One of the great financial dilemmas we live with as a result of the Great Recession concerns the Federal Reserve’s policy of quantitative easing. Between 2008 and 2014, the Fed expanded its balance sheet by a staggering degree, from $900 billion to $4.5 trillion. This quintupling was driven almost exclusively by purchases of Treasury bonds and mortgage-backed securities. Essentially, the Fed sought to reduce the severity of the crisis by helping America kick the can down the road. The last few months have seen hints at a plan to begin unwinding this gargantuan balance sheet. And no, the Fed will not stop kicking the can down the road — it’ll just kick it a tiny bit softer each time.
The Fed will not do the obvious and sell the securities on its balance sheet. Instead, it will end its policy of reinvesting its maturing bonds back into the same types of securities. As for the value of the assets it will be unwinding, the Fed plans to apply gradually increasing caps that most analysts believe will start at $10 billion or below, a drop in the bucket compared to the $3.6 trillion expansion since the crisis. It has also offered no guidance on whether it plans to unwind to pre-crisis levels or some higher amount.
To be fair, a rapid reduction in the balance sheet could cause panic in financial markets and another recession. While nominally independent, the Fed would face great political pressure not to continue this route. And another path to rapid reduction, runaway inflation that reduces the real value of these assets, would also wreak havoc on the economy.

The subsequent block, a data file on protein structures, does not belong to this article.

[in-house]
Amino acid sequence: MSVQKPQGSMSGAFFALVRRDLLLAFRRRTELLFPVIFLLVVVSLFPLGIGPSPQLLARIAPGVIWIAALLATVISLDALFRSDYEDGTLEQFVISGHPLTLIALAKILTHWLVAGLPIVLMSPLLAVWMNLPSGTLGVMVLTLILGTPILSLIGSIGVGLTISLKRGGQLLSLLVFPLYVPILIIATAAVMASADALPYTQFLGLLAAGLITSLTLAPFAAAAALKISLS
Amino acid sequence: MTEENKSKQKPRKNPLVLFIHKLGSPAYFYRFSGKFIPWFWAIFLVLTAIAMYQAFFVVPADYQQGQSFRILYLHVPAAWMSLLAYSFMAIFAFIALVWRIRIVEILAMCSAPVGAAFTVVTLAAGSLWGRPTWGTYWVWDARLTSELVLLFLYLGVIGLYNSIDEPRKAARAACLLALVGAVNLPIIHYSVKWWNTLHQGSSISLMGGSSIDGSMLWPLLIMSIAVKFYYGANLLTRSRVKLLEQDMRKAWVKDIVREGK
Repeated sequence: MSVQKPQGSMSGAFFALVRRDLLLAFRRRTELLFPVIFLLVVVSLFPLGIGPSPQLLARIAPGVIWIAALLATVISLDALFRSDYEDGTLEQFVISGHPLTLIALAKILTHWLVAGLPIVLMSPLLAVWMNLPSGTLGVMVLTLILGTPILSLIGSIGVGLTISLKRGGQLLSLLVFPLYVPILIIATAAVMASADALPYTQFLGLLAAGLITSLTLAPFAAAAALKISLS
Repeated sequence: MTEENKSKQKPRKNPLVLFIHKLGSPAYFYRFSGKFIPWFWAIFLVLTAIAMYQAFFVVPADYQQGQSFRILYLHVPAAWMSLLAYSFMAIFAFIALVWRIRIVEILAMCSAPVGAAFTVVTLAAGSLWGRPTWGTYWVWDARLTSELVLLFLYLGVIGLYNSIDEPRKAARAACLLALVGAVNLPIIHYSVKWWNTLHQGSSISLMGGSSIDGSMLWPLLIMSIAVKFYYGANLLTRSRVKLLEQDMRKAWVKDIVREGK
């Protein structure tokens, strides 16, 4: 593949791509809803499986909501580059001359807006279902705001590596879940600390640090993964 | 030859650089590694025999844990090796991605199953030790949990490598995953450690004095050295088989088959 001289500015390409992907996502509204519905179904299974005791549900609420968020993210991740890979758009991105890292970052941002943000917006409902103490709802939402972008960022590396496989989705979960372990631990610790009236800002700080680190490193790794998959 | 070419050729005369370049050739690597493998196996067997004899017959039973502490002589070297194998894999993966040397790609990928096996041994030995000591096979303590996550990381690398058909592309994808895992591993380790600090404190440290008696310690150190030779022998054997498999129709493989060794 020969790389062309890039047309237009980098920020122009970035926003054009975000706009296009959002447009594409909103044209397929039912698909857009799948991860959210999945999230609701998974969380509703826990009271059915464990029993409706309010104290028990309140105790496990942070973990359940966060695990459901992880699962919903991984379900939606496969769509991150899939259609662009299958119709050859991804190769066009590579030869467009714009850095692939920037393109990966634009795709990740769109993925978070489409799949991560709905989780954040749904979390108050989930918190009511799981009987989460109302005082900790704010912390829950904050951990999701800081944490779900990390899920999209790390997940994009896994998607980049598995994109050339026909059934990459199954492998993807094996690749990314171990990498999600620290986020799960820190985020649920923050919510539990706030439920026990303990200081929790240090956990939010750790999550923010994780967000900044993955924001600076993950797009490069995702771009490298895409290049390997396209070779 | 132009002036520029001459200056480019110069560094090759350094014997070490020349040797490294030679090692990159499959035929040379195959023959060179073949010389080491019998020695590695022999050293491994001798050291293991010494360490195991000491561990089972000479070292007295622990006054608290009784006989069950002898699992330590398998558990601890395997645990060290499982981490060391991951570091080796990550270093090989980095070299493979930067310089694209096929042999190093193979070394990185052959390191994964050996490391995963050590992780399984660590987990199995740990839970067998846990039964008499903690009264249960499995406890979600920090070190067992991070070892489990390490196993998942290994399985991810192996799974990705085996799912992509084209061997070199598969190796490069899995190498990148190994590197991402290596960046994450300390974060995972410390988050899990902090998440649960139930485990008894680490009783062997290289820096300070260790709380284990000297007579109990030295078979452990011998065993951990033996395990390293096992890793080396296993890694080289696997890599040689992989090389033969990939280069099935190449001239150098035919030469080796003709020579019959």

But what about the cost of moving so slowly? Observers have long worried about inflationary consequences from the expansion. While that has not yet happened, leaving the balance sheet at an enormous albeit decreasing level allows that risk to continue. But even absent disaster, the current strategy likely puts the economy under a cloud of uncertainty. This risk and uncertainty will persist until the Fed reduces its balance sheet more substantially.
At this point, the Fed has only bad options from which to choose. It seems to be hoping that by spreading the necessary pain over a very long period, the costs will not be so severe. It is impossible to predict with certainty the outcome of this plan, but it seems we’ll be dealing with the consequences of quantitative easing for years or even decades to come.